John Berger published his first novel A Painter of Our Time half a century ago. Since then, he has become one of the most prominent public intellectuals in Britain, working as a novelist, art critic, essayist, screenwriter, dramatist and painter.
Berger won the Booker Prize in 1972 and From A To X, his first novel in nine years, has just been long-listed for this year’s Booker.
At a slight 224 pages, the book tells the story of A’ida and her lover Xavier. The latter has been locked up for "being a founder member of a terrorist network," according to Berger’s clever framing introduction. The novel is made up of letters – sometimes sent, sometimes not – written by A’ida to Xavier and occasional short notes made by Xavier on the back of A’ida’s letters.
Working as a pharmacist, A’ida observes and writes about her own tight-knit community, which we soon learn is under military and economic occupation by an unknown force. Apache helicopters and drones circle menacingly overhead, tanks thunder down streets, curfews are imposed and soldiers raid houses during the night, executing alleged insurgents at will.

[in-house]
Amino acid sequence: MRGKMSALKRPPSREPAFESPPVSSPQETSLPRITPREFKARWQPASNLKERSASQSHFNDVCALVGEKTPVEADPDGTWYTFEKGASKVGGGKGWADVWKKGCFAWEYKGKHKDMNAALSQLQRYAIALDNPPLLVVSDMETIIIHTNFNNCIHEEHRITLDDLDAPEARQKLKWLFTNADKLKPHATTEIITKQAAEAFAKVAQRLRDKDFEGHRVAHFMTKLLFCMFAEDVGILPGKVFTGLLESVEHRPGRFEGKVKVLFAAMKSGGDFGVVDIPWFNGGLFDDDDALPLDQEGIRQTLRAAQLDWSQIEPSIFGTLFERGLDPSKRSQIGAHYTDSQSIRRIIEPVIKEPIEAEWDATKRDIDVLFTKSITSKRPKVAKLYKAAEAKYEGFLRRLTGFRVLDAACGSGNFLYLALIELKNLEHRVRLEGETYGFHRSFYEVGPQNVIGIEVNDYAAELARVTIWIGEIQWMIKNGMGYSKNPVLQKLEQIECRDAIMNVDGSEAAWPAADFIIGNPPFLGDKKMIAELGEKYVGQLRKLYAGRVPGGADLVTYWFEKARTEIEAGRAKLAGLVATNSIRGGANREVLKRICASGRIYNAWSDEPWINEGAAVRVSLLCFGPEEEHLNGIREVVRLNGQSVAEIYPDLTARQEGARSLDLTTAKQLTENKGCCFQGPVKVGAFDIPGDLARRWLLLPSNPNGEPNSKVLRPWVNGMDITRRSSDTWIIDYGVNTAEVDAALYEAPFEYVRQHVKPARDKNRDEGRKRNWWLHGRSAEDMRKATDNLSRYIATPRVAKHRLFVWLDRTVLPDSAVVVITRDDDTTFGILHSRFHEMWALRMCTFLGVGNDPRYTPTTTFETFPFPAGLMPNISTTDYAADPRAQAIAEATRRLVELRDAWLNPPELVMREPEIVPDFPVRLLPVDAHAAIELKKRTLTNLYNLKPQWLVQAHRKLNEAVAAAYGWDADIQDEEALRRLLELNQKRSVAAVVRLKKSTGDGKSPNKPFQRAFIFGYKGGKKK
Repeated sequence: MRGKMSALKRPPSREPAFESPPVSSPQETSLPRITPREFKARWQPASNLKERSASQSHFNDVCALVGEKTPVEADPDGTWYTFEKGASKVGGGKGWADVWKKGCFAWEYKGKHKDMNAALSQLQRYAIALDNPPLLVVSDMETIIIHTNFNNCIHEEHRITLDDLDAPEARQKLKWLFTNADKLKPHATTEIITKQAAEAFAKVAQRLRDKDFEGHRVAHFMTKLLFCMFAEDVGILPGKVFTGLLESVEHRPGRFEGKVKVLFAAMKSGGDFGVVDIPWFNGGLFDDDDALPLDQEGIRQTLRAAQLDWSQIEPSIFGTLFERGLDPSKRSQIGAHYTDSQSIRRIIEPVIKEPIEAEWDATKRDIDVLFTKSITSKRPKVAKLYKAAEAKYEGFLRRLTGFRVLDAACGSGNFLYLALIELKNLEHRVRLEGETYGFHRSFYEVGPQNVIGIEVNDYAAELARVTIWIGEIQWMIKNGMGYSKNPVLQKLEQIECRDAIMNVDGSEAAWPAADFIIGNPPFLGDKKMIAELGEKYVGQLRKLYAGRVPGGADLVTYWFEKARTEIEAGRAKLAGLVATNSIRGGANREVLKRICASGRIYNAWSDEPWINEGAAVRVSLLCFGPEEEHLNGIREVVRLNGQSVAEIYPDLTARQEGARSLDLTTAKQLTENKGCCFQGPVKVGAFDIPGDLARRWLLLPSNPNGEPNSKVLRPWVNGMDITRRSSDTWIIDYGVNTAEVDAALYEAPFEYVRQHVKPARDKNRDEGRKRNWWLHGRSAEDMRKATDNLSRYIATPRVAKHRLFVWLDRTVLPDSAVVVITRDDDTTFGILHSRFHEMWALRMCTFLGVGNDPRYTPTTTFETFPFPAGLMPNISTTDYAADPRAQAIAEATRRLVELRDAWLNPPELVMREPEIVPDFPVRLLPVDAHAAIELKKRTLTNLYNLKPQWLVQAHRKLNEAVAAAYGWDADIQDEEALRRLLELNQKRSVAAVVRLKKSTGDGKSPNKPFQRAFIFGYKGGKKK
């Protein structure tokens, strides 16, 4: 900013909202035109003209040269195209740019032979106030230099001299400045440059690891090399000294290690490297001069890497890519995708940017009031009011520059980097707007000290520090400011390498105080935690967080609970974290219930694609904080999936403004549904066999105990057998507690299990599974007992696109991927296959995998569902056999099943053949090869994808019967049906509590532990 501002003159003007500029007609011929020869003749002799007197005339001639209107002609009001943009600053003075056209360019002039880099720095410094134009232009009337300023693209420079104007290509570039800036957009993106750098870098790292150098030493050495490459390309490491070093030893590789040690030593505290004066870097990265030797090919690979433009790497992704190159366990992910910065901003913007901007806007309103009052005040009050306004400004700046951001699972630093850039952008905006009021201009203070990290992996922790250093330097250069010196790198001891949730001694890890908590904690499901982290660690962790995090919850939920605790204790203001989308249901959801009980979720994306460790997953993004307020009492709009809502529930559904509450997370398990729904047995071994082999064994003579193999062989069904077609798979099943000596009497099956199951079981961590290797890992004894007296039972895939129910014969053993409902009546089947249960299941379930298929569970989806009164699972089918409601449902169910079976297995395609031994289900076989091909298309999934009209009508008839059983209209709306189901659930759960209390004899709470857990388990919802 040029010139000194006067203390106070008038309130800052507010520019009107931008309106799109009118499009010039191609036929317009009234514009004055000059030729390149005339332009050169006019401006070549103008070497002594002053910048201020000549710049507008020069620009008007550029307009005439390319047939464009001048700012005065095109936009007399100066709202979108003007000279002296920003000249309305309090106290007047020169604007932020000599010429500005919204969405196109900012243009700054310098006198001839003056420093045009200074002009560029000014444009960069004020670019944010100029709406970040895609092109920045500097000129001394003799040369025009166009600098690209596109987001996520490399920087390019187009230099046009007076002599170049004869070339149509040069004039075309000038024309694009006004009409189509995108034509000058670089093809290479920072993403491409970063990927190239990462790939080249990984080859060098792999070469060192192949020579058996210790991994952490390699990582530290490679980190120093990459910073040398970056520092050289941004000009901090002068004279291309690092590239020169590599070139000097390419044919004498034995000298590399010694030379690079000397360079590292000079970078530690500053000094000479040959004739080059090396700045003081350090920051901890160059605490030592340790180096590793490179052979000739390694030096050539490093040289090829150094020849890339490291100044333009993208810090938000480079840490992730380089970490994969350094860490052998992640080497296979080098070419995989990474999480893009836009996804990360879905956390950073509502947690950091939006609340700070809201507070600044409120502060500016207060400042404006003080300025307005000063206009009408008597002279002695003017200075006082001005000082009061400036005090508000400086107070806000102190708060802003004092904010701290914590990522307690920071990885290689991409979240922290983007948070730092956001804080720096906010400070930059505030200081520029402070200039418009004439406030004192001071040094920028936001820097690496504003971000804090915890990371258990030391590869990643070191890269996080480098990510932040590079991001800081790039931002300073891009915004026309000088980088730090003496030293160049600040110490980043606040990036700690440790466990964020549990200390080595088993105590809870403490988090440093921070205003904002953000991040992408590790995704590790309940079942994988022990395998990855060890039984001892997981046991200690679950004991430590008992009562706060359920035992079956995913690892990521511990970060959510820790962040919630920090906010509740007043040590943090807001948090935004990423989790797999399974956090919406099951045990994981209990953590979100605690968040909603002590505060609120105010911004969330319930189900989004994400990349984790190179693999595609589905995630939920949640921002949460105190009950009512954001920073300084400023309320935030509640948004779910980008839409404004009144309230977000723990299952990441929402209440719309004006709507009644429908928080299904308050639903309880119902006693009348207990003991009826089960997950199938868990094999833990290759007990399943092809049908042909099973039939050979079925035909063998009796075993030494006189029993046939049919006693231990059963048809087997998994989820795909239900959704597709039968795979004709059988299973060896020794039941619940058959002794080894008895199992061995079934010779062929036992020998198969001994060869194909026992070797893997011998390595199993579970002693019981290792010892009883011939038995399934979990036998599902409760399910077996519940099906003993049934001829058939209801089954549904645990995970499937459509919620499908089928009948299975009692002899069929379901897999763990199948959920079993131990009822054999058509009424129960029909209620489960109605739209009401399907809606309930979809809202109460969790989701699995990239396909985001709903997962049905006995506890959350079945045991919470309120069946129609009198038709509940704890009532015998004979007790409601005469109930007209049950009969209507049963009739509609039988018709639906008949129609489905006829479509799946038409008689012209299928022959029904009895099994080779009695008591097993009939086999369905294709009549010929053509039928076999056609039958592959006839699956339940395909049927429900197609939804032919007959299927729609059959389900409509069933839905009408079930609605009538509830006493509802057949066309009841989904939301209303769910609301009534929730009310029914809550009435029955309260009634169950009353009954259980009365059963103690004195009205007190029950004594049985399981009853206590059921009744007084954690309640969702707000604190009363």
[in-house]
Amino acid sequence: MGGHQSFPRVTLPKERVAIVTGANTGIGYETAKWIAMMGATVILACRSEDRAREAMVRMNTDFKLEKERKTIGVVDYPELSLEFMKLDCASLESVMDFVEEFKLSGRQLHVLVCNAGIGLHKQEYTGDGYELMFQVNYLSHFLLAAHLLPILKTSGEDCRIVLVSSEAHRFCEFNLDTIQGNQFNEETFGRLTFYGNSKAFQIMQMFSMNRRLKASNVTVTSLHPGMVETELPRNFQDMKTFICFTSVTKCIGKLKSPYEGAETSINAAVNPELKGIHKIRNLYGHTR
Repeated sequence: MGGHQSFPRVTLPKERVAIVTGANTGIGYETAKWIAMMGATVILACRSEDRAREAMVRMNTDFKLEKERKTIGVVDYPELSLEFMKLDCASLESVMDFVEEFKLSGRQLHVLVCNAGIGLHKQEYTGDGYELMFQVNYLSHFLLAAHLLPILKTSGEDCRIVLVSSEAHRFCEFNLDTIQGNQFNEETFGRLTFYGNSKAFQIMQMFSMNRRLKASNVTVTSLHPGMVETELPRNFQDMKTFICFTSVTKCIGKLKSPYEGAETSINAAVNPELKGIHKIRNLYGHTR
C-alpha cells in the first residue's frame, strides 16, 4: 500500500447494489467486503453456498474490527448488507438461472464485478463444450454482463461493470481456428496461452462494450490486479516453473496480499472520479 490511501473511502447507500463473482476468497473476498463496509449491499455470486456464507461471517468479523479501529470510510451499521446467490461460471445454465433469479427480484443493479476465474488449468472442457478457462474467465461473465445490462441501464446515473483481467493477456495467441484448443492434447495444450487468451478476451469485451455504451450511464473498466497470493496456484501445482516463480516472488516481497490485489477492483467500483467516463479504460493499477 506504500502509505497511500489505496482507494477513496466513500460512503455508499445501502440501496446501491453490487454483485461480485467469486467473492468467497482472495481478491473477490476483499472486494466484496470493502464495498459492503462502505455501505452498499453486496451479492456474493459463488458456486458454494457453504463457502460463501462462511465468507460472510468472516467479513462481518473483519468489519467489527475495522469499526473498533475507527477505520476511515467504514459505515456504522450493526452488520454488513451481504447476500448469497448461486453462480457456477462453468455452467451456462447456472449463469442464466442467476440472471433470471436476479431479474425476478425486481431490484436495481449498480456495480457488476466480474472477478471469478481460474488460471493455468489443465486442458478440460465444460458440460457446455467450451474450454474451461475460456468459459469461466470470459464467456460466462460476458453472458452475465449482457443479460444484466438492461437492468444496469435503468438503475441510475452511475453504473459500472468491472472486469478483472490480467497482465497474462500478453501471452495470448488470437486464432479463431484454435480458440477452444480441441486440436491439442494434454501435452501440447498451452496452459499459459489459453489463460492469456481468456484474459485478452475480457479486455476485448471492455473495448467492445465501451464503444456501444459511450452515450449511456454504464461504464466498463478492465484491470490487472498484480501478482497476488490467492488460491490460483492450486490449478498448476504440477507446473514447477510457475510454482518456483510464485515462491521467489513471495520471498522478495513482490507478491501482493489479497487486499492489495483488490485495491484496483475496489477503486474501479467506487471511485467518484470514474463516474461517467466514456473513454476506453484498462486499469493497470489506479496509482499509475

Although very brief, Xavier’s notes suggest a radical global South activist/fighter imprisoned by a frightened military dictatorship. Citing Evo Morales, Hugo Chavez, Frantz Fanon, Eduardo Galeano and Subcomandante Marcos, with whom Berger has corresponded, Xavier rails against "imperialism, capitalism, slavery" and their modern masks, "globalisation, free market, natural order."
Xavier’s isolation in jail and A’ida’s imprisonment in the wider world initially bring to mind south American films such as Hector Babenco’s Kiss Of The Spider Woman or Costa Gavras’s State Of Siege.
However, other parts of the novel, such as the passage describing a group of women acting as human shields to protect a house from missile attack, point to the Palestinian experience.
This attempt to pinpoint the exact geographical location of story is redundant. A’ida and Xavier’s story is, of course, the story of every dispossessed people currently struggling against violent established power.
From A To X is an enigmatic work, full of controlled, precise prose, with much – as would be expected of letters sent to a dissident in prison – left unsaid.
Ultimately, though, this is a disappointing and strangely unmoving read. The limits of the novel’s unusual structure are often painfully clear – there is a complete lack of narrative tension and regular, awkward passages that are clearly written for the reader’s benefit, rather than the intimate thoughts of separated loved ones.
In addition, A’ida’s letters, which are supposed to be profound musings on life, longing and resistance, often come across as embarrassingly pretentious waffle.
Rather than ploughing through From A To X, readers of fiction who are interested in neoliberal imperialism and the global South’s response to it would do better to pick up a copy of Robert Newman’s marvellously inspiring The Fountain At The Centre Of The World.